And what I got it return was kind-hearted, incredulous laughter and gentle pats on the head over this being a new revelation, or at least it being an unexpected development. People know I’m oblivious to other people’s interest in me, but oblivious to my own interest in other people? That’s a whole new level of absurd lack of self awareness.

But, as it often does, my own awkwardness seems to work to my advantage, because this friend said I was adorable. And now we have plans to make out sometime.

Self-awareness, however slow it may be in coming, absolutely rules.

A Radical Reading of Galatians 3:25:29

Galatians 3:25-29

25 But now that faith has come, we are no longer subject to a disciplinarian, 26 for in Christ Jesus you are all children of God through faith. 27 As many of you as were baptized into Christ have clothed yourselves with Christ. 28 There is no longer Jew or Greek, there is no longer slave or free, there is no longer male and female; for all of you are one in Christ Jesus. 29 And if you belong to Christ, then you are Abraham’s offspring, heirs according to the promise.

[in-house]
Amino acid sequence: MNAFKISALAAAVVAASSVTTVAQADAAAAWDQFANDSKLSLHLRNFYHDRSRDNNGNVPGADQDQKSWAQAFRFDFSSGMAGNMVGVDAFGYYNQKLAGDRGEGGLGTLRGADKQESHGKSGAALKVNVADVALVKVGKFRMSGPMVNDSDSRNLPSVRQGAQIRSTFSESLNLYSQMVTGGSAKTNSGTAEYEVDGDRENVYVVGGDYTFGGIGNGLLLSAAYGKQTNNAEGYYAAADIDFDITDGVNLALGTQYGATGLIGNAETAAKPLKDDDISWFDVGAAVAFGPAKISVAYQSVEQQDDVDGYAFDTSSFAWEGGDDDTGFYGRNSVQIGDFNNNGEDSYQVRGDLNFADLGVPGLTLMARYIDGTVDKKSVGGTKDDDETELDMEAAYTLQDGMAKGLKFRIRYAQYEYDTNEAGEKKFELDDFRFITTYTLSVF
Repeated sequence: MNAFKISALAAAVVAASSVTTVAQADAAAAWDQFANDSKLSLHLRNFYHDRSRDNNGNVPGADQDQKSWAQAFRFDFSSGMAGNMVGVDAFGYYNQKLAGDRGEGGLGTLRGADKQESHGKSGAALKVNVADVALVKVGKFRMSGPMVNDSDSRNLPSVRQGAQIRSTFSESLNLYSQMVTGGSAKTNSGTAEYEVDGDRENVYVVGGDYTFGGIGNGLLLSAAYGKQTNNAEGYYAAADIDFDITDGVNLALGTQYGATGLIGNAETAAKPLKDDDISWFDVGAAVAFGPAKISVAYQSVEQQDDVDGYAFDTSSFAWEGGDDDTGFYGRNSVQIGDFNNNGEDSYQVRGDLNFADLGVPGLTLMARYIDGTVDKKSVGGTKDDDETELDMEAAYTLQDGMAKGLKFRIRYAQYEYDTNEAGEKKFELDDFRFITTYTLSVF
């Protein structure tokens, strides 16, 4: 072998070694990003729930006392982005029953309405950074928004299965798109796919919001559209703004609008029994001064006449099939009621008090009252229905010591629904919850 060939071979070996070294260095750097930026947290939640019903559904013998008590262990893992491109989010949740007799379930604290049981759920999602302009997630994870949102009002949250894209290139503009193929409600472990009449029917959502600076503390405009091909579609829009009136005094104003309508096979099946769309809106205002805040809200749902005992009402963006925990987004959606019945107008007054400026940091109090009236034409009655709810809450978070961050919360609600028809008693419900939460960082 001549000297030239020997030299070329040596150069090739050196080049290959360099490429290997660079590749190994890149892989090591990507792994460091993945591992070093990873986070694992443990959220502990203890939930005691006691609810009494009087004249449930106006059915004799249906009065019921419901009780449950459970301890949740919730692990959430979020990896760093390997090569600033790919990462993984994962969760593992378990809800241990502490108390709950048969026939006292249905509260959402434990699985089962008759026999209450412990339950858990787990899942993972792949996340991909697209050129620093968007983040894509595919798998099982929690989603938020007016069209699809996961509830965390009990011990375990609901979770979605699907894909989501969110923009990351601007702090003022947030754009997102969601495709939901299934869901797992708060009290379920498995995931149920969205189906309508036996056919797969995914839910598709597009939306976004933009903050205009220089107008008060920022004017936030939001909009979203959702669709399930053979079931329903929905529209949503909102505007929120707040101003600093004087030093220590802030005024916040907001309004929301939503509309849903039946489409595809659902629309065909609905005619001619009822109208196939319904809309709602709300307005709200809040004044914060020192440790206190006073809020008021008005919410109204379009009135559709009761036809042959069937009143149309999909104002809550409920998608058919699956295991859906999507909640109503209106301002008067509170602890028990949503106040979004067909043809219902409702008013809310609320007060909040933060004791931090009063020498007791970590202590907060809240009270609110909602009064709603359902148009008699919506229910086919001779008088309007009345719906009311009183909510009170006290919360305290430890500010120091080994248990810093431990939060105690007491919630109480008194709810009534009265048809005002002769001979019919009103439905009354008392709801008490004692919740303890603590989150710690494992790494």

I have seen the assertion that the identities so important in identity politics are subsumed by our identity in Christ. Someone is not a Jew, they are a child of God who is Jewish. Someone is not a slave, they are a child of God who is in bondage. Someone is not a woman, they are a child of God who is female. Someone is not black, they are a child of God who is of African descent. Someone is not gay, they are a child of God who is attracted to the same gender.

In the Kingdom of God, the ways in which we divide ourselves are overridden because we are in Christ who unites us.

But telling someone “there is no longer Jew nor Greek” does not lift the Roman boot sandal from the necks of the oppressed. Saying “there is no longer slave nor free” does nothing to change the fact that “Abraham’s offspring” is still held in the violence of slavery. Saying “there is no longer male nor female” does not erase the ways in which women are oppressed, othered and systematically devalued. Telling each of these “I don’t give credence to this class division” means that you don’t take seriously the ways in which the members of each class are oppressed.